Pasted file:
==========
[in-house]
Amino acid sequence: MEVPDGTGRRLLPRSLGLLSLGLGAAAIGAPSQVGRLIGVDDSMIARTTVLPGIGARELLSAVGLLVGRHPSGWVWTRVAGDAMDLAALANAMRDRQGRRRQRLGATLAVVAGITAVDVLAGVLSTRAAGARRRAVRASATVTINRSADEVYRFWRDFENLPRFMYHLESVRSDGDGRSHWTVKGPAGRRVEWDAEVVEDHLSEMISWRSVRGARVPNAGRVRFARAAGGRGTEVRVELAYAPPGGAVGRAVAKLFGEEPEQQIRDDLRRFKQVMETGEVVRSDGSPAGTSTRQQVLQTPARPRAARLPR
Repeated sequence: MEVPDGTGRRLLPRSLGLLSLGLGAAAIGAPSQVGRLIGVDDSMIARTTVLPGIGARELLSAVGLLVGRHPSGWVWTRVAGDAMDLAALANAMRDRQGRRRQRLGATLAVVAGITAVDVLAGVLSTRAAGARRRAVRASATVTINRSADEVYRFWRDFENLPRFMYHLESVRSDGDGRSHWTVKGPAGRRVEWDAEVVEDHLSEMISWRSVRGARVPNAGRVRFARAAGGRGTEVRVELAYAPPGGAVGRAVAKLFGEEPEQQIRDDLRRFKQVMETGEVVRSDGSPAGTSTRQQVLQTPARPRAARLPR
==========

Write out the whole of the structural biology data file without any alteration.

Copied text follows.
[in-house]
Amino acid sequence: MEVPDGTGRRLLPRSLGLLSLGLGAAAIGAPSQVGRLIGVDDSMIARTTVLPGIGARELLSAVGLLVGRHPSGWVWTRVAGDAMDLAALANAMRDRQGRRRQRLGATLAVVAGITAVDVLAGVLSTRAAGARRRAVRASATVTINRSADEVYRFWRDFENLPRFMYHLESVRSDGDGRSHWTVKGPAGRRVEWDAEVVEDHLSEMISWRSVRGARVPNAGRVRFARAAGGRGTEVRVELAYAPPGGAVGRAVAKLFGEEPEQQIRDDLRRFKQVMETGEVVRSDGSPAGTSTRQQVLQTPARPRAARLPR
Repeated sequence: MEVPDGTGRRLLPRSLGLLSLGLGAAAIGAPSQVGRLIGVDDSMIARTTVLPGIGARELLSAVGLLVGRHPSGWVWTRVAGDAMDLAALANAMRDRQGRRRQRLGATLAVVAGITAVDVLAGVLSTRAAGARRRAVRASATVTINRSADEVYRFWRDFENLPRFMYHLESVRSDGDGRSHWTVKGPAGRRVEWDAEVVEDHLSEMISWRSVRGARVPNAGRVRFARAAGGRGTEVRVELAYAPPGGAVGRAVAKLFGEEPEQQIRDDLRRFKQVMETGEVVRSDGSPAGTSTRQQVLQTPARPRAARLPR